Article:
Textbooks Too Much, Study Says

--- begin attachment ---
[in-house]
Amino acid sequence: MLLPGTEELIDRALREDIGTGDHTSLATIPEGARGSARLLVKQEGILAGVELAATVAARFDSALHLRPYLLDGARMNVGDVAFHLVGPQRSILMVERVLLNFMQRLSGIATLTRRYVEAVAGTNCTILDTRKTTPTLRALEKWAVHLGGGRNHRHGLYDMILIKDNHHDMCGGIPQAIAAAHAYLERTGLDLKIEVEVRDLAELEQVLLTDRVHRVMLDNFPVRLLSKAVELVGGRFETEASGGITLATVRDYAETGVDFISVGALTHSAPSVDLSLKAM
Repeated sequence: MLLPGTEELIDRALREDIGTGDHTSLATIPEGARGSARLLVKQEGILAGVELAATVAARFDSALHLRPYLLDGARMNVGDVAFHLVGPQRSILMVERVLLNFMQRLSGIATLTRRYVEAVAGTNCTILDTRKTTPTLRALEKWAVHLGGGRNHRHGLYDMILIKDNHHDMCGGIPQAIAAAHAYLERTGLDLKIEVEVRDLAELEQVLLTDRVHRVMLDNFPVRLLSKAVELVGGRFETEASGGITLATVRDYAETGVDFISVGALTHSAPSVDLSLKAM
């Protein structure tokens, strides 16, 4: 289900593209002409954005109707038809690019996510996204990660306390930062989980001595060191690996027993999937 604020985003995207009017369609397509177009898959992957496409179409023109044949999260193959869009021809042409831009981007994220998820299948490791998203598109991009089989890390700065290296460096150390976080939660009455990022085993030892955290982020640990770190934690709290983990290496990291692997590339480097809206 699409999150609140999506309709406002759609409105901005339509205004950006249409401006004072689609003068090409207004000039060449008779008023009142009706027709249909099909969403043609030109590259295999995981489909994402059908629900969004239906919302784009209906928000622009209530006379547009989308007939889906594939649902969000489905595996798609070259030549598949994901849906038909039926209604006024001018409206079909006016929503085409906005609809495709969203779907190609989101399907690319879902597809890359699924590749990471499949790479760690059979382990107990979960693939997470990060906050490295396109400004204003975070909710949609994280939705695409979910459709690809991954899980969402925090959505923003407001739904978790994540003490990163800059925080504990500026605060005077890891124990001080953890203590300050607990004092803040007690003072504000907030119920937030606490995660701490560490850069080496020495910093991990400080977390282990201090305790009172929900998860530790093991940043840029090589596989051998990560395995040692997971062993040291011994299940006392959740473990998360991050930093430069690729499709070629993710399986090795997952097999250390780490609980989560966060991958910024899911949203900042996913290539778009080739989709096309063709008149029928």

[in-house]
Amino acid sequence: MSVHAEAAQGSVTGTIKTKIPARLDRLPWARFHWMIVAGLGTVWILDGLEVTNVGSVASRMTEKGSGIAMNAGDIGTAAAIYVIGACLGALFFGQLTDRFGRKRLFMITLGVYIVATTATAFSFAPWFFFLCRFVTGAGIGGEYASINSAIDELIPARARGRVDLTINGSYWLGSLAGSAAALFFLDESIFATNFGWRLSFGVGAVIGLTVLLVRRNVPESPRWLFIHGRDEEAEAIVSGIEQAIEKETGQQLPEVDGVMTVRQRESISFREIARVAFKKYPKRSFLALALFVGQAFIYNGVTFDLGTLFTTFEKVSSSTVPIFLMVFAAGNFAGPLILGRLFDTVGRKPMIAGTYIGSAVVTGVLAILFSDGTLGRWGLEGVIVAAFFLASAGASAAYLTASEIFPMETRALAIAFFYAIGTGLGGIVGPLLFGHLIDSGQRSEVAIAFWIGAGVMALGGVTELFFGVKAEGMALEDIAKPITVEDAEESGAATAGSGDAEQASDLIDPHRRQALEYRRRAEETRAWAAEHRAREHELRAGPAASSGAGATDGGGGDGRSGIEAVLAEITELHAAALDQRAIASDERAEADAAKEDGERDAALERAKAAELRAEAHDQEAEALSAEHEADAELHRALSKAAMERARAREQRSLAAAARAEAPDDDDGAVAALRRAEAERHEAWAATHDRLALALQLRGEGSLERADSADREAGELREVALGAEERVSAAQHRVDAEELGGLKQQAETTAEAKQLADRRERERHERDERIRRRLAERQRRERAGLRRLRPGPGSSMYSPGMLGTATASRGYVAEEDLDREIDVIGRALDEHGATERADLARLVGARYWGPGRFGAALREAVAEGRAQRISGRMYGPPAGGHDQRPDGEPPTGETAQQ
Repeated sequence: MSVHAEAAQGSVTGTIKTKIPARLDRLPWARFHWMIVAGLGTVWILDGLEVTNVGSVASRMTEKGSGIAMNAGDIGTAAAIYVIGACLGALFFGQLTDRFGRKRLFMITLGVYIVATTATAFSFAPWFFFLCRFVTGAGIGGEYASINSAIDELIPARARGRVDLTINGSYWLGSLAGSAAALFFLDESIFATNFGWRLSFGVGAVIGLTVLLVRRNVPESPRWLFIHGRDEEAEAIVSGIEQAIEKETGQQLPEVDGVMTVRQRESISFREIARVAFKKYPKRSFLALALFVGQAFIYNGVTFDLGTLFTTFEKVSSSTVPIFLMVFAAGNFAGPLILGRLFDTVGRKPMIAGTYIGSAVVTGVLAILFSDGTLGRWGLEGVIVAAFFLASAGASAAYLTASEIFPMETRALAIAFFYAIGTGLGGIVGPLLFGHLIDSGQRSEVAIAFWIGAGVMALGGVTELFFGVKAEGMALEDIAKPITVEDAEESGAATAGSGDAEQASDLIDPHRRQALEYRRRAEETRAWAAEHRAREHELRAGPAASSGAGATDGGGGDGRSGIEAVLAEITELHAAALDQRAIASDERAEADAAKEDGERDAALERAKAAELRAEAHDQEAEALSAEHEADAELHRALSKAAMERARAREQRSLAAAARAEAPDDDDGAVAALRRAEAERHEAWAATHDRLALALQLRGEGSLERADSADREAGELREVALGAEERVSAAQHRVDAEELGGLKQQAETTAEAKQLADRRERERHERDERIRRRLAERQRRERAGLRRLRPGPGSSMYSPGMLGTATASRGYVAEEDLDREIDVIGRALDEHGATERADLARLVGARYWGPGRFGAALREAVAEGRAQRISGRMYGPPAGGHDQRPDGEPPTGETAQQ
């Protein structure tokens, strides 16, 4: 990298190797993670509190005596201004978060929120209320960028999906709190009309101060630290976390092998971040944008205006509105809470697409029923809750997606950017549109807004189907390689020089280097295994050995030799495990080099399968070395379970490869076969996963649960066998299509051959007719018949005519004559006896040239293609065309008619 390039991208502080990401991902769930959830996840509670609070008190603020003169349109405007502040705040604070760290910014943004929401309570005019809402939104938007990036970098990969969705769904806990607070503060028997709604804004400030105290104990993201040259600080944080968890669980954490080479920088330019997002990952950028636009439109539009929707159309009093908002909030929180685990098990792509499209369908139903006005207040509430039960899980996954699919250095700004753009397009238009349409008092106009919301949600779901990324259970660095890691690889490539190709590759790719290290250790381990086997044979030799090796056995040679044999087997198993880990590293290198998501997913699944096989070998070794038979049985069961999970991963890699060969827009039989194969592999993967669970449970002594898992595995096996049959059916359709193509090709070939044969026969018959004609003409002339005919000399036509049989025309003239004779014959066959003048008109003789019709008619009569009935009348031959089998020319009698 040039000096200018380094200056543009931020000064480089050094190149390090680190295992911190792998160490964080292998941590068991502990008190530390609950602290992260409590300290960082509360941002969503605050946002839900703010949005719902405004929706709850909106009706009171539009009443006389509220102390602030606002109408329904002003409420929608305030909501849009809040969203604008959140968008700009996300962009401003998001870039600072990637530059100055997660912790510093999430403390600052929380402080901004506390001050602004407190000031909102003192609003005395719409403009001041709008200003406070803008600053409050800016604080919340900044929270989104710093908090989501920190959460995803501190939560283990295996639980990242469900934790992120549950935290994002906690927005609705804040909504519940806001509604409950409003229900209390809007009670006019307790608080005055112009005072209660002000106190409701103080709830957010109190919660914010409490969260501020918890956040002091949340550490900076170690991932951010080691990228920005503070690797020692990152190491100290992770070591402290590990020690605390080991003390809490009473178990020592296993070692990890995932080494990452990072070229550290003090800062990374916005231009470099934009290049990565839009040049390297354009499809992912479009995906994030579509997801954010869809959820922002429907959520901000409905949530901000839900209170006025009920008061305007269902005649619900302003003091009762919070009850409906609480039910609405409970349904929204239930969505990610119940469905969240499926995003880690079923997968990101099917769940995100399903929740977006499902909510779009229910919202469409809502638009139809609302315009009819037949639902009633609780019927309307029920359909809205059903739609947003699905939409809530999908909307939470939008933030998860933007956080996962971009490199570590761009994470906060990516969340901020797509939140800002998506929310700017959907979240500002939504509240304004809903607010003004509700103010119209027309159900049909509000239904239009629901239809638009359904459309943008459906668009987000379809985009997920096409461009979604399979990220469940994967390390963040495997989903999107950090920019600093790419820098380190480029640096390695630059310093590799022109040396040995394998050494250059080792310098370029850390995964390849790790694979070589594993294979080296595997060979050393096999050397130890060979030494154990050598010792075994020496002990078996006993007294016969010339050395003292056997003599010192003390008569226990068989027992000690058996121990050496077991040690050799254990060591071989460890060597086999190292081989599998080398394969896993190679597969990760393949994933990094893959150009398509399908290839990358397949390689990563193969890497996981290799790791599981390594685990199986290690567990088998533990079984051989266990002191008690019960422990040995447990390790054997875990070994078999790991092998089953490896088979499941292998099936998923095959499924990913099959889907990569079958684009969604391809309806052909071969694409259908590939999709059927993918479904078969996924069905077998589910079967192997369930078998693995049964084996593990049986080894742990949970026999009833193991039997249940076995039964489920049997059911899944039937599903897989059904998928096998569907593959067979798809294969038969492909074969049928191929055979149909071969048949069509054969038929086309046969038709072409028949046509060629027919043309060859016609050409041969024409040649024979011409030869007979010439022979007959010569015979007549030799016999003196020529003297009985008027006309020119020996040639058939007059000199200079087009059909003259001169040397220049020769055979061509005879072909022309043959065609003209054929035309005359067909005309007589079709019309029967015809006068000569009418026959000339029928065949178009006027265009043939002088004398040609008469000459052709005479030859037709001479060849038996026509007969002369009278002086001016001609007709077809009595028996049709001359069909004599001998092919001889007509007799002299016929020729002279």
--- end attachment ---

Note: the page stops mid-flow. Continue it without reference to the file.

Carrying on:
The textbook industry is unnecessarily gouging the wallets of college students, according to a report released yesterday by the Oregon Student Public Interest Research Group. The report found that college students spend an average of $898 per academic year on textbooks. The report, entitled “Ripoff 101: How the Current Practices of the Textbooks Industry Drive Up the Cost of College Textbooks” complements recent legislation sponsored by Democratic Oregon Rep. David Wu to investigate the textbook industry’s pricing practices. In addition to finding students’ textbook costs hovering around $900, up from an average cost of approximately $650 in 1996-97, the study found the average textbook now runs a price tag of over $100. “Price gouging in any form is unacceptable, but it is particularly outrageous when it cheats students,” Wu said. Erin Fifield, who is working with OSPIRG in Portland this term, helped research for the report and coordinated yesterday’s press conference at Portland State University. She stressed three recent trends in the textbook industry that have contributed to the excessive pricing: mandatory extras, frequent new editions and mark-ups for textbooks sold in the United States. Half of all textbooks now come “bundled,” meaning they are packaged with additional instructional materials such as CD-ROMs and workbooks. Students are rarely given the option of buying the textbook “a la carte.” Moreover, as is the case with many student textbook purchases in Hanover at Wheelock Books, these shrink-wrapped packages are rarely allowed to be returned if opened. “A lot of times you get a CD that comes with your textbook that your professor doesn’t use,” Fifield said. “Most people don’t think about it, but if they knew they were paying more for it they might think more about it.” The report, which was based primarily from statistics from colleges in California and Oregon, claimed that 65 percent of faculty “rarely” or “never” used the bundled materials in their courses. A second finding of the report was that textbook publishers release new editions of their texts frequently — often with very few, or only minor, content changes — making the less expensive, used textbooks obsolete and unavailable. “Many of the new editions we looked at didn’t contain significant changes” Fifield said, “especially not significant enough to warrant a new edition.” One math book used at Dartmouth College, “Calculus: Early Transcendentals,” is guilty of just that, according to Fifield, in addition to “bundling” with a CD-ROM. The only change between the current edition and the previous one is a change in the practice problems throughout the book, Fifield said. The report found that 40 percent of faculty report that the new editions are “rarely” to “never” justified. Perhaps most detrimental to student’s wallets is the fact that new editions make it impossible to get away with purchasing a used book. According to the report, an overwhelming majority of faculty members — 87 percent — supported including new information in a supplement instead of producing a new textbook edition. Finally, the report found that textbooks are significantly more expensive in the United States. Even textbooks that are sold in duplicate forms in other countries were found to be much cheaper abroad. The same calculus book that costs $135.95 in the US on amazon.com, costs just $68.38 (37 British pounds) on the United Kingdom’s amazon affiliate. This discrepancy is one of the focal points of Wu’s bill, which directs the General Accounting Office, the investigative arm of Congress, to determine why there is such a large gap between what American college students and overseas students pay for identical textbooks.